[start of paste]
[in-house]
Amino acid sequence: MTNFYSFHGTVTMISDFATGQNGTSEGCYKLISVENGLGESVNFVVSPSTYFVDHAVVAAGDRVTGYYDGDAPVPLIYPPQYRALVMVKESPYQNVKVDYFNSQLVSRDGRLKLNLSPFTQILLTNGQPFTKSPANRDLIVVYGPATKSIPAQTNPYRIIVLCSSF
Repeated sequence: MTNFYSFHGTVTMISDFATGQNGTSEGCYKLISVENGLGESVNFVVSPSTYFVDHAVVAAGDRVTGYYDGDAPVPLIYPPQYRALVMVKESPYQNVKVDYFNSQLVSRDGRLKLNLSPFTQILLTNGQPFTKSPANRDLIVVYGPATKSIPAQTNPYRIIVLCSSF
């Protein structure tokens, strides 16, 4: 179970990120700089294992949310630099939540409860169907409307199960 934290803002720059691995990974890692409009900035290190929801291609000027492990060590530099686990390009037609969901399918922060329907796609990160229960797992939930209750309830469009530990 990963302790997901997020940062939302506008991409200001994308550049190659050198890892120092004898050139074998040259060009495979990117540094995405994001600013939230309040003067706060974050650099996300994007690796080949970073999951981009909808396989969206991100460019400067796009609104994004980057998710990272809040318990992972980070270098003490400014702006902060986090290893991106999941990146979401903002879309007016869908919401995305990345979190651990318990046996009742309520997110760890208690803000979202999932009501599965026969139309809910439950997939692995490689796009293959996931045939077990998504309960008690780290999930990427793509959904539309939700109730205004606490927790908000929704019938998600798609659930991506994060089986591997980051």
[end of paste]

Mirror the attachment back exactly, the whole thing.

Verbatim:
[in-house]
Amino acid sequence: MTNFYSFHGTVTMISDFATGQNGTSEGCYKLISVENGLGESVNFVVSPSTYFVDHAVVAAGDRVTGYYDGDAPVPLIYPPQYRALVMVKESPYQNVKVDYFNSQLVSRDGRLKLNLSPFTQILLTNGQPFTKSPANRDLIVVYGPATKSIPAQTNPYRIIVLCSSF
Repeated sequence: MTNFYSFHGTVTMISDFATGQNGTSEGCYKLISVENGLGESVNFVVSPSTYFVDHAVVAAGDRVTGYYDGDAPVPLIYPPQYRALVMVKESPYQNVKVDYFNSQLVSRDGRLKLNLSPFTQILLTNGQPFTKSPANRDLIVVYGPATKSIPAQTNPYRIIVLCSSF
């Protein structure tokens, strides 16, 4: 179970990120700089294992949310630099939540409860169907409307199960 934290803002720059691995990974890692409009900035290190929801291609000027492990060590530099686990390009037609969901399918922060329907796609990160229960797992939930209750309830469009530990 990963302790997901997020940062939302506008991409200001994308550049190659050198890892120092004898050139074998040259060009495979990117540094995405994001600013939230309040003067706060974050650099996300994007690796080949970073999951981009909808396989969206991100460019400067796009609104994004980057998710990272809040318990992972980070270098003490400014702006902060986090290893991106999941990146979401903002879309007016869908919401995305990345979190651990318990046996009742309520997110760890208690803000979202999932009501599965026969139309809910439950997939692995490689796009293959996931045939077990998504309960008690780290999930990427793509959904539309939700109730205004606490927790908000929704019938998600798609659930991506994060089986591997980051």